Warranty and indemnity insurance: Will euphoria give way to disillusionment?
Business in warranty and indemnity policies (W&I) may be booming, but it is complex and volatile. New analyses have shown that loss ratios are higher than many players in this challenging market think.
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Global demand for W&I policies has more than tripled since 2011, with total premiums and available insurance capacity rising with it. Tempted by the, at first sight very attractive, prospects, more and more providers have been crowding into the market in the last few years. Now prices are coming under increasing pressure, with extensions of cover on offer at the same time.
W&I policies are a new product introduced around 10 years ago on a broad scale to cover warranties and risks in connection with company takeovers. Private-equity companies are often behind mergers and acquisitions (M&A), and W&I insurances play an important part in their business models. A quick look at the benefits of the product tells us why.
Benefits of covering a transaction
By taking out a W&I policy, the seller of a company limits its liability for the financial, tax and legal risks arising out of the sale. This is a crucial issue for private-equity companies because without W&I insurance they cannot gain immediate access to the greater part of the sales proceeds, which have to be left as security on a trustee account for years. The buyer of a company in turn benefits from greater protection for its investment, generally in the form of high sums insured and policy terms of several years. Every W&I policy is unique – tailored to a specific case, highly complex and involving considerable underwriting work.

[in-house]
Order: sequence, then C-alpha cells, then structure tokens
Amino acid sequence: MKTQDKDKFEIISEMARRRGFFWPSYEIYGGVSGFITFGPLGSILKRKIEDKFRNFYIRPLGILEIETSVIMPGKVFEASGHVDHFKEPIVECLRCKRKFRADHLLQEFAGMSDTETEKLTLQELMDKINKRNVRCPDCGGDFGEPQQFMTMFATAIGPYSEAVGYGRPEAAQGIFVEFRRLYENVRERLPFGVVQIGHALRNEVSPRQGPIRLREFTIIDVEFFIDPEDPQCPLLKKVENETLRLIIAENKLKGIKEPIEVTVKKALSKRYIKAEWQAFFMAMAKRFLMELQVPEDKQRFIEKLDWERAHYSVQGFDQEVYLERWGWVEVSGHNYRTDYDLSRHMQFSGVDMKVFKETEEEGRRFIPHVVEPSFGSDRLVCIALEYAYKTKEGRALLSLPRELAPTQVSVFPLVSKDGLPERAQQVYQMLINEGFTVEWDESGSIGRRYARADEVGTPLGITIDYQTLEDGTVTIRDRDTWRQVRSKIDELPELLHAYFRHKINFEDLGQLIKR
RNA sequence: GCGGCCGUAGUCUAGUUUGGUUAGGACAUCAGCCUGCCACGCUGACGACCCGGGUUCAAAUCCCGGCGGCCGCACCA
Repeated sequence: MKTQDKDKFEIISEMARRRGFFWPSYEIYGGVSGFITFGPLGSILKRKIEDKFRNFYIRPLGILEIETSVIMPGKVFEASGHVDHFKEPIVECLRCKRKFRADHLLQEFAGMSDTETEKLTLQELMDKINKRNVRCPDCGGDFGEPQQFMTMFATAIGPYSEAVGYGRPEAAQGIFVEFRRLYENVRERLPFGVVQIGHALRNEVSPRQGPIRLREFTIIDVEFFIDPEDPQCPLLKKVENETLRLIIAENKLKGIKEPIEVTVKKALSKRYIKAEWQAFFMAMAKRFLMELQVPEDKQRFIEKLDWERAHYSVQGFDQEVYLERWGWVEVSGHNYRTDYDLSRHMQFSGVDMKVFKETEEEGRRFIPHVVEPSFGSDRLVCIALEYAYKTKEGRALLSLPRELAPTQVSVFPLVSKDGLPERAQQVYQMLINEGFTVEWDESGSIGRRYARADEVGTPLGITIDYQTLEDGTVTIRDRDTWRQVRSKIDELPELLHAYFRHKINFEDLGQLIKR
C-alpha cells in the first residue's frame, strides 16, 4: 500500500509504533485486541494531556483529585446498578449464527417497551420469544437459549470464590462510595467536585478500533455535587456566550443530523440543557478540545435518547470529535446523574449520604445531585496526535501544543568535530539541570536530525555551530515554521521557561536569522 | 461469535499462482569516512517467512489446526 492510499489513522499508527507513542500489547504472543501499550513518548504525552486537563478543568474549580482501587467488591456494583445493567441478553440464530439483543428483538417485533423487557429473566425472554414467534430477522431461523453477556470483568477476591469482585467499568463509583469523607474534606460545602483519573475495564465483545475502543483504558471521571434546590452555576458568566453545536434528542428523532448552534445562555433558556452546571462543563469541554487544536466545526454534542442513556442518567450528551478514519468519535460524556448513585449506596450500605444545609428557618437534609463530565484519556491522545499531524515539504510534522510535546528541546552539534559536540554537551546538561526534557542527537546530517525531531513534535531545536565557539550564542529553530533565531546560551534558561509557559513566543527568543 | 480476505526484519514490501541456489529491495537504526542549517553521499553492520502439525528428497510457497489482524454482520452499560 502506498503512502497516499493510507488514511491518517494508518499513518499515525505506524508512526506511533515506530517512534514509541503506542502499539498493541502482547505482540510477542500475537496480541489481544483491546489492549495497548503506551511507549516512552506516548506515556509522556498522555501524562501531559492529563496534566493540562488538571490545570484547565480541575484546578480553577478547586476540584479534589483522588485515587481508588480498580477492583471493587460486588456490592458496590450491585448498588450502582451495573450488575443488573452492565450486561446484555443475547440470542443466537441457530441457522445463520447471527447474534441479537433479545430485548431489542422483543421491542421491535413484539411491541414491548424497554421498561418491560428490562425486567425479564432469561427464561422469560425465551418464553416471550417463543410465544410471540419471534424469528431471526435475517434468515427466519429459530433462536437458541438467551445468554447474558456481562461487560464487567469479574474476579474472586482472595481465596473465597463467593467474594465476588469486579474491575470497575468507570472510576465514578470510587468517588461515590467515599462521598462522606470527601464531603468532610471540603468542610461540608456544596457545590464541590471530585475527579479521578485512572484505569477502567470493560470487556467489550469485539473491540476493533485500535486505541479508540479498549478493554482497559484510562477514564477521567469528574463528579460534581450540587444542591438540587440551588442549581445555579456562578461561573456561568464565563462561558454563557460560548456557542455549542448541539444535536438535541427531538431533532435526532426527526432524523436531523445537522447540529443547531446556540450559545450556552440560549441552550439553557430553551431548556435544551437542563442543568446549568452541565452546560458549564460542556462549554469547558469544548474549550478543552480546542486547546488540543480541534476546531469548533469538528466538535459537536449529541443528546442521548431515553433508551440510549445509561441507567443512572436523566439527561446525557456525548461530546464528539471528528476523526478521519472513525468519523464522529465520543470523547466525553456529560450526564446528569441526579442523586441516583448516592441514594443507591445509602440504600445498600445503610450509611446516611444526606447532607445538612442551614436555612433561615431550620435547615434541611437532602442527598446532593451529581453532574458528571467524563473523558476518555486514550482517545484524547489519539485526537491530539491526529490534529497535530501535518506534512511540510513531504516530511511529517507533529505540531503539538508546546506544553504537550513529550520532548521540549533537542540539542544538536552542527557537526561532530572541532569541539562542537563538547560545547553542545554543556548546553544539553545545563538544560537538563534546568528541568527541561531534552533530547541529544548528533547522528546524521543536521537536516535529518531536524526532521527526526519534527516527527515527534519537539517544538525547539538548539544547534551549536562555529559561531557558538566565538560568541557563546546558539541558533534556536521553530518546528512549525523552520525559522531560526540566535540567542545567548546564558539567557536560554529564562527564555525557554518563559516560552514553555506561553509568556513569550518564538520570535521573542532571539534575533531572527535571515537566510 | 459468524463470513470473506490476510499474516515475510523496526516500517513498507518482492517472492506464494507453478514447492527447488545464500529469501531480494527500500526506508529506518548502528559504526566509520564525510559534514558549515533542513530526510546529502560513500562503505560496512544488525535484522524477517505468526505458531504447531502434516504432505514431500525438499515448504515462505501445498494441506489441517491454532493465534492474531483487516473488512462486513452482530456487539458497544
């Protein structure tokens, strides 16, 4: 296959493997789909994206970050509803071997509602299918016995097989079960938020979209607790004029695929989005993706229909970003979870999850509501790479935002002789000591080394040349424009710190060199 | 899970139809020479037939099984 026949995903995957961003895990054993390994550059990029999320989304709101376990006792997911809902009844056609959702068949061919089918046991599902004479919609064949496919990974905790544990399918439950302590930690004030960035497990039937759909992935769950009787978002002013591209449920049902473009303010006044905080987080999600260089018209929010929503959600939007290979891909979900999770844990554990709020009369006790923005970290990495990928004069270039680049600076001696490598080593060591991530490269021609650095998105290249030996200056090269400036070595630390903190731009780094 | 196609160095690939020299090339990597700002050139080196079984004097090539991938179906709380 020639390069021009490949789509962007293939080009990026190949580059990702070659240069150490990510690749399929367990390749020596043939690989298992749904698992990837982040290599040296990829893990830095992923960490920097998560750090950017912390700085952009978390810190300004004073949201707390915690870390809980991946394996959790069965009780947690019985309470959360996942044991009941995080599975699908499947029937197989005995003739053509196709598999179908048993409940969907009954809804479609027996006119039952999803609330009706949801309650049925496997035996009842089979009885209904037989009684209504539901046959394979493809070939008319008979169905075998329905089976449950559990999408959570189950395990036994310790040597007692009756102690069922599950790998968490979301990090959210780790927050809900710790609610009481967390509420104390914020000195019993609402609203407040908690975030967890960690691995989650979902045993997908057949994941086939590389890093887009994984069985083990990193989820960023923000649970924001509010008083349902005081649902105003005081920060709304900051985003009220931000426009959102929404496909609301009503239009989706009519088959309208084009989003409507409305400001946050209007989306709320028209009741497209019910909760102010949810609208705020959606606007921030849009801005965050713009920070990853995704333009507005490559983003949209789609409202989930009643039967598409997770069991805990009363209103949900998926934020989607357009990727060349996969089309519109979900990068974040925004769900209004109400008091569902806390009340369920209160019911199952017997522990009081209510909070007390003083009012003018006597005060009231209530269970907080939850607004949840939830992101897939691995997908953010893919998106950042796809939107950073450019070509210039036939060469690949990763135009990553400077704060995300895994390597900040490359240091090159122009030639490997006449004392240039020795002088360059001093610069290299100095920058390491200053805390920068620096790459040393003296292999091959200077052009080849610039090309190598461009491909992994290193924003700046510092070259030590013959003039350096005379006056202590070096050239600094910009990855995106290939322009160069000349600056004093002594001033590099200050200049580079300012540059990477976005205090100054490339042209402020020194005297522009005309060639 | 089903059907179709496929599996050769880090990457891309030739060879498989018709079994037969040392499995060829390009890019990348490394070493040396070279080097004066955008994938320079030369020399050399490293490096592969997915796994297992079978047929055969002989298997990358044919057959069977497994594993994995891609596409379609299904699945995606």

How the market has developed
For many years after it came into existence in the USA, the market for W&I insurance was a niche in which, worldwide, only a small number of insurers and reinsurers were active. Today, the picture looks very different. The main driver has been soaring demand. It has quadrupled since 2011 (cf. figure), and in the same period global market capacity has quintupled to around US$1.5bn.
Worldwide premium volume currently stands at approximately US$1.2bn. What is particularly interesting is the fact that, whilst the number of M&A transactions has shown an increasing trend in recent years, the total value of the transactions has fluctuated within a relatively narrow corridor (cf. figure) – i.e. it is the number of smaller transactions that has risen most.
Beware of the soft market tendencies
Despite the rising demand, providers of W&I products are certainly not operating in a sellers’ market. On the contrary, high single premiums, the growth in the market and losses that, until a few years ago, appeared to be low have made W&I business look so attractive that more and more providers have been trying to get into the market. Competition is becoming fiercer, with very unpalatable consequences, including premiums falling across the board, increasingly broadly formulated conditions and, in some cases, underwriting processes that do not do justice to the complexity of the risk.